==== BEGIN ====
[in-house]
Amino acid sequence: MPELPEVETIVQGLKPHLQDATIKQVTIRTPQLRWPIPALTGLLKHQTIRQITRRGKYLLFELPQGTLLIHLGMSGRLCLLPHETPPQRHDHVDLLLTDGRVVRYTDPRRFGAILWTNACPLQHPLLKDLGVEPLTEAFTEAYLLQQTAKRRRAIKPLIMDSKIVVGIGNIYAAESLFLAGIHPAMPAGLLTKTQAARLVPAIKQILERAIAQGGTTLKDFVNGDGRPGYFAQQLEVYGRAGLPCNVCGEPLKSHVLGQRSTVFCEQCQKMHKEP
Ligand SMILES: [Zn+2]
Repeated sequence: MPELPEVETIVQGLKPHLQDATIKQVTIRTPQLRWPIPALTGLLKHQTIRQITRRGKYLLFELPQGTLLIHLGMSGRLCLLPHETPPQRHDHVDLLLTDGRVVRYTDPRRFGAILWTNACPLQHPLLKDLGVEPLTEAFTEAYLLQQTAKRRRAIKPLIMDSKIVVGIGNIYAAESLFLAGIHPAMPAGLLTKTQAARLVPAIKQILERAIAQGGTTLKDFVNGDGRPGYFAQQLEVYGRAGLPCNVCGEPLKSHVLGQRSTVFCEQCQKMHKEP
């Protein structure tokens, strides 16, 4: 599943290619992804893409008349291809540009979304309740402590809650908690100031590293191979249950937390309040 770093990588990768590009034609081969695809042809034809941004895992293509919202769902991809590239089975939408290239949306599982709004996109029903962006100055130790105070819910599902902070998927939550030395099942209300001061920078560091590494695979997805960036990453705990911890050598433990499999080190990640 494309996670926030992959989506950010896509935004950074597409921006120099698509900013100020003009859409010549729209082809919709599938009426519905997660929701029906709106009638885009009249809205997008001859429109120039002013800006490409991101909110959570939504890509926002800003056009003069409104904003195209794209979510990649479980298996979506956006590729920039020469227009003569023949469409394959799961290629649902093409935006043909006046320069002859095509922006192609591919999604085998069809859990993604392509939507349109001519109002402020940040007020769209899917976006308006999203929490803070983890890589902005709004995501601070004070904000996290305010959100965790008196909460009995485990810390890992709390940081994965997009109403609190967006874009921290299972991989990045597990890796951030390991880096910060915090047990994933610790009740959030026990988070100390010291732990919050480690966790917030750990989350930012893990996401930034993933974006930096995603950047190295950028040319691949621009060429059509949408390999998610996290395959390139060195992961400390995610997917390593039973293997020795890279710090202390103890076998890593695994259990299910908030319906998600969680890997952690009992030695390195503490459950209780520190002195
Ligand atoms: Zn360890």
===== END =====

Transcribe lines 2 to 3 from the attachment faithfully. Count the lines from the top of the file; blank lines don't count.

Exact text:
Amino acid sequence: MPELPEVETIVQGLKPHLQDATIKQVTIRTPQLRWPIPALTGLLKHQTIRQITRRGKYLLFELPQGTLLIHLGMSGRLCLLPHETPPQRHDHVDLLLTDGRVVRYTDPRRFGAILWTNACPLQHPLLKDLGVEPLTEAFTEAYLLQQTAKRRRAIKPLIMDSKIVVGIGNIYAAESLFLAGIHPAMPAGLLTKTQAARLVPAIKQILERAIAQGGTTLKDFVNGDGRPGYFAQQLEVYGRAGLPCNVCGEPLKSHVLGQRSTVFCEQCQKMHKEP
Ligand SMILES: [Zn+2]